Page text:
Covishield's COVID-19 vaccine
A health worker inoculates a woman with a jab of Covishield's COVID-19 vaccine at a vaccination Centre in New Delhi Image Credit: AFP

Today, on October 21, 2021, India achieved the momentous feat of administering 1 billion doses of COVID-19 vaccines. For a democratic society, to be able to achieve this feat in such a short span of time — just over nine months — is a task worthy of not just admiration but also of deep analysis and case study for the world. So, what are the factors that made India achieve this feat?

Five different strands — Panch Amrit — that all came together into one beautifully woven thread, so emblemic of India, can be identified as the key drivers.

First, the science and the scientists. When the COVID-19 pandemic first started, it was an unknown entity except that the medical fraternity almost immediately recognised that it will have global repercussions.

The challenge was one which the world had never faced before, ever — create a vaccine against an unknown viral pathogen in just a few months else the world was looking at tens of millions of deaths!

Even as the global pharmaceutical companies raced to make a vaccine, Indian scientists and researchers, taking inspiration from ‘Aatmnirbhar Bharat’ mantra, undertook their own independent journey that culminated in the creation of two vaccines that would save the lives of not just millions of Indians but also millions of citizens across dozens of countries.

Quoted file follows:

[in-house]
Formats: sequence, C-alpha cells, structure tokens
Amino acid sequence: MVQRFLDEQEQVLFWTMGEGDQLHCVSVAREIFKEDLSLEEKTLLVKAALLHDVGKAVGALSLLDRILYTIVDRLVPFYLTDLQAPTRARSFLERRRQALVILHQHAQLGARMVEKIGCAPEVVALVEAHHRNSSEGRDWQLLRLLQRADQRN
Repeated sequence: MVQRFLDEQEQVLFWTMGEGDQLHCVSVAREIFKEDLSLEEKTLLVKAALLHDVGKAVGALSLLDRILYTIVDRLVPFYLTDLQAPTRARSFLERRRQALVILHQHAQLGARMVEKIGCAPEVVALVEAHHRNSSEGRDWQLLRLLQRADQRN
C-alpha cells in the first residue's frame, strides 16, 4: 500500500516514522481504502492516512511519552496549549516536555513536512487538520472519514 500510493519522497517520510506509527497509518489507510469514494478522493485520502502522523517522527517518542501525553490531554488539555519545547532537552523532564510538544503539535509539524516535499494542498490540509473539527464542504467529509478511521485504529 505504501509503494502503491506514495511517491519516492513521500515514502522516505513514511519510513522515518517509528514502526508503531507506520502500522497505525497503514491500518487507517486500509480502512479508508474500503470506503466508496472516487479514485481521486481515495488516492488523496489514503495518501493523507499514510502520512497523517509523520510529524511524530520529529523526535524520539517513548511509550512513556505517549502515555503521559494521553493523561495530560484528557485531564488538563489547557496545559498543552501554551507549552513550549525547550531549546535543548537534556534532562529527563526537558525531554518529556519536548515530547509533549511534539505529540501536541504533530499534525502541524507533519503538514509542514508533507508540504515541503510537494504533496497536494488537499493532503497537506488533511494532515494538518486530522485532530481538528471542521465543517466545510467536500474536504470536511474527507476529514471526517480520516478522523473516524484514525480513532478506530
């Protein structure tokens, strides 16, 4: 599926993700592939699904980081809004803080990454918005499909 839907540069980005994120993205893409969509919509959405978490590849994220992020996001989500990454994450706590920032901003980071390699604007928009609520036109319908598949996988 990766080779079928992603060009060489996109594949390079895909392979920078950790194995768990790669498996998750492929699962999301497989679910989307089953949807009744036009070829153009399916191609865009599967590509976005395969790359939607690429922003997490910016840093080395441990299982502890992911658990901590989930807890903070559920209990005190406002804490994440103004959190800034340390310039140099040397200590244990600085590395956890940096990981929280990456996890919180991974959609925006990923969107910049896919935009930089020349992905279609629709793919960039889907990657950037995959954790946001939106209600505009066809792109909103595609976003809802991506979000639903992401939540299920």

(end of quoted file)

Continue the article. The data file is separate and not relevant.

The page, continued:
Doctors from the Rajawadi Hospital
Doctors from the Rajawadi Hospital pose for a selfie as a television broadcasts a live address by India's Prime Minister Narendra Modi before the start of the COVID-19 vaccination drive in Mumbai on January 16, 2021. Image Credit: AFP

In just a few weeks after the virus was first identified, Indian Council of Medical Research (ICMR) isolated and sequenced the SARS-Cov2 virus. In partnership with Bharat Biotech, India’s first indigenous Covid-19 vaccine — Covaxin — was developed by June 2020 itself and subsequently processed into various phases of trials.

In parallel, Serum Institute of India collaborated with a global pharmaceutical company to mass produce the Covishield vaccine.

By end-November 2020, Serum Institute was ready with interim Phase-III trial results for Covishield; by mid-December 2020, Bharat Biotech was also ready with interim Phase-III trial results of Covaxin.

Finally, on January 3, 2021, less than year before the virus was first notified, two “Made in India” vaccines were approved for emergency use!

Second, the front line workers. Inoculating a billion plus people, spread across a vast geography, settled in the remotest of places — from deserts to mountains and from coastal areas to deeply forested regions, was not going to be an easy task!

India’s administrative machinery

However, India’s administrative machinery was ready for the task.

A special task force comprising 19 Union ministries, 23 departments at the State and district level, and partners from associated fields came together to create the ‘COVID-19 Vaccines Operational Guidelines’.